Trust and loyalty take time to cultivate, so you must remain trustworthy to your clients. Partnerships with brands that have opposing values drop in product and service quality, and unfavourable practices like poor working conditions are all ways that will make your reputation plummet.
Instead, it would help if you focused on patrons’ emotional connection with your brand. Think about what makes people want to buy from you. For instance, Lego’s brand is built on fun and reliable toys, and the company seeks out its consumers when it develops new products to ensure the buyer’s needs are met.
Furthermore, customer service is as essential as the quality of your products. According to one report, 91% of customers say that a positive customer service experience makes them more likely to repurchase from that business.
Many companies are now turning to customer relationship management (CRM) software like Zendesk, which supports operations to improve customer service. However, there are also alternatives to Zendesk that better suit your needs for CRM software, as there are cheaper options, easier to learn, and more geared to SaaS businesses (if this applies to you).
Create a Strategy
It is obvious to employees and patrons when a rebrand occurs without a plan or a clear goal in mind. It would be best to devise a clear strategy for your alterations to avoid this situation.
First, take a look at your current mission and values. Now ask yourself, do these still align with how your brand/business operates? If you still need to, you must decide the differences and how you would like to address them.
Remember, saying and doing are two different things, so it can be helpful to set goals, define why you want to make these changes and write out how you will make your changes.
Make Changes Incrementally
Drastic changes tend to shock consumers; too much difference can leave your brand unrecognisable. This caused Tropicana’s rebranding mistake – consumers could no longer quickly pick out their trusted brand on grocery store shelves.
On the other hand, Finish saw success with their rebrands since they released commercials and products with their original and new names until buyers became familiar with the change. What’s more, they kept their colour scheme relatively similar as well.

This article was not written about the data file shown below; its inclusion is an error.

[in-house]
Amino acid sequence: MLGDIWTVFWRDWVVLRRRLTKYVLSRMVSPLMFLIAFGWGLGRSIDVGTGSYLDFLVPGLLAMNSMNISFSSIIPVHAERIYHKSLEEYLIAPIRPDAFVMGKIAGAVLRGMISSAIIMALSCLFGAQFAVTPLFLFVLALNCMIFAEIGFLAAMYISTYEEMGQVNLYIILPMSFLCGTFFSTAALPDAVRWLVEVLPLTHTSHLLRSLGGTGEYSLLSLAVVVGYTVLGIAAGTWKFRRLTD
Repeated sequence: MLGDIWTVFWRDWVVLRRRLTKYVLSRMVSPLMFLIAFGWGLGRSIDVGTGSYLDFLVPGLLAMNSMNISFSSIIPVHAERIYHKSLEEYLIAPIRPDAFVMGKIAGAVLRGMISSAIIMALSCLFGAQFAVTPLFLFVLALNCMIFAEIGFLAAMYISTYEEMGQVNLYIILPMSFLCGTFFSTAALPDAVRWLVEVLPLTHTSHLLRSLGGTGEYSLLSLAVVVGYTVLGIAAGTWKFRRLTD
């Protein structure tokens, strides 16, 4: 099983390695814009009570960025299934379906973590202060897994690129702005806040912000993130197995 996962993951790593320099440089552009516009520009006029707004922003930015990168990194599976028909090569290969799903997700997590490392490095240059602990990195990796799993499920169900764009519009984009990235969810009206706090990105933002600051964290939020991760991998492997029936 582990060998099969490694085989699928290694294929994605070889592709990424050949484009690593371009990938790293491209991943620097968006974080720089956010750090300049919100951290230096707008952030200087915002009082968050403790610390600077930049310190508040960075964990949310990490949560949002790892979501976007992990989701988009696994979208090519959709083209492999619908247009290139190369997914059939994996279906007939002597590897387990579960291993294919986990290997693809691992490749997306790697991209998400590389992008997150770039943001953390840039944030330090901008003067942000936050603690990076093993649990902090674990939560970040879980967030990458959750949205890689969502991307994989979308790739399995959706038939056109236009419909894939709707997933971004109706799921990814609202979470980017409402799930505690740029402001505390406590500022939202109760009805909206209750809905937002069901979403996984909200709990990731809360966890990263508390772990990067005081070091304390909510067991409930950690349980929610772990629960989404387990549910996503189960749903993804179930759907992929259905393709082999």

eBay also saw success with this approach after a drastic change from a yellow to a white background led to several complaints. They still wanted to update their website but chose to alter the background colour slowly over several months until they reached their desired colour.
There are some exceptions to this tip. For example, Finish was able to succeed with its name change for a few reasons. For starters, they only made one change, their name, and they made it clear to consumers that their name was the only alteration being made to their products. Moreover, the company kept its original name on its packaging and marketing materials until the new name became the norm for its returning customers.
Use A/B Testing
As we have examined throughout this article, change is only sometimes welcomed, and it can be difficult for consumers to cope. This is where A/B testing comes in.
A/B testing is a technique that is used to organise consumers into groups and show them different marketing campaigns, website changes, and more to determine a general sense of how it will be received. After you’ve gathered some feedback, you can make alterations so that the version you use for an official launch is more likely to succeed.
Keep Your Website Mobile Friendly
Mobile browsing and shopping continue to increase, so it is vital to remember that during your rebrand. Websites should be updated to be mobile-friendly, and logos must remain recognisable even when shrunk.
Your mobile site should also have responsive pages that easily and quickly fit horizontal or vertical views, fast loading times, simplified navigation, minimal need to zoom in or out, and touchpoints that are easy to tap.
Brands and businesses change over time, and a rebrand can help keep a business’ identity aligned with its mission and operations. Of course, there are many ways to approach a rebrand, and they can be successfully executed if you can learn from others’ successes and failures.
What’s more, InkBotDesign.com has the tools, resources, and experts to help you navigate your brand’s journey – whether it is updating your look, streamlining your branding, or something else.